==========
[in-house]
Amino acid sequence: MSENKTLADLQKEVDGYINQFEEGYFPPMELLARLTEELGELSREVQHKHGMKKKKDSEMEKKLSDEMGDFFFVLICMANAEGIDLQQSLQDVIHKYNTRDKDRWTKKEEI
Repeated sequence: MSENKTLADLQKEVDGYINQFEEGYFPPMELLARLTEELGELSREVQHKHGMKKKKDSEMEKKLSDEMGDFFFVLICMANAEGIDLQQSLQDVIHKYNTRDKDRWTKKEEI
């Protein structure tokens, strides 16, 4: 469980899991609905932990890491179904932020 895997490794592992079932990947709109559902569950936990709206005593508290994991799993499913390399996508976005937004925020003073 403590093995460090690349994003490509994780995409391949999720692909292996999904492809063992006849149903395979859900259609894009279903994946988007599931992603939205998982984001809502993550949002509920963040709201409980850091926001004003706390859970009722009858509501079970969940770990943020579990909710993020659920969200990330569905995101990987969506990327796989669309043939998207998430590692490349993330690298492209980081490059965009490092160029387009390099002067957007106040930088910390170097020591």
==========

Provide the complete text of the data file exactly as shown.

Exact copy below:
[in-house]
Amino acid sequence: MSENKTLADLQKEVDGYINQFEEGYFPPMELLARLTEELGELSREVQHKHGMKKKKDSEMEKKLSDEMGDFFFVLICMANAEGIDLQQSLQDVIHKYNTRDKDRWTKKEEI
Repeated sequence: MSENKTLADLQKEVDGYINQFEEGYFPPMELLARLTEELGELSREVQHKHGMKKKKDSEMEKKLSDEMGDFFFVLICMANAEGIDLQQSLQDVIHKYNTRDKDRWTKKEEI
């Protein structure tokens, strides 16, 4: 469980899991609905932990890491179904932020 895997490794592992079932990947709109559902569950936990709206005593508290994991799993499913390399996508976005937004925020003073 403590093995460090690349994003490509994780995409391949999720692909292996999904492809063992006849149903395979859900259609894009279903994946988007599931992603939205998982984001809502993550949002509920963040709201409980850091926001004003706390859970009722009858509501079970969940770990943020579990909710993020659920969200990330569905995101990987969506990327796989669309043939998207998430590692490349993330690298492209980081490059965009490092160029387009390099002067957007106040930088910390170097020591």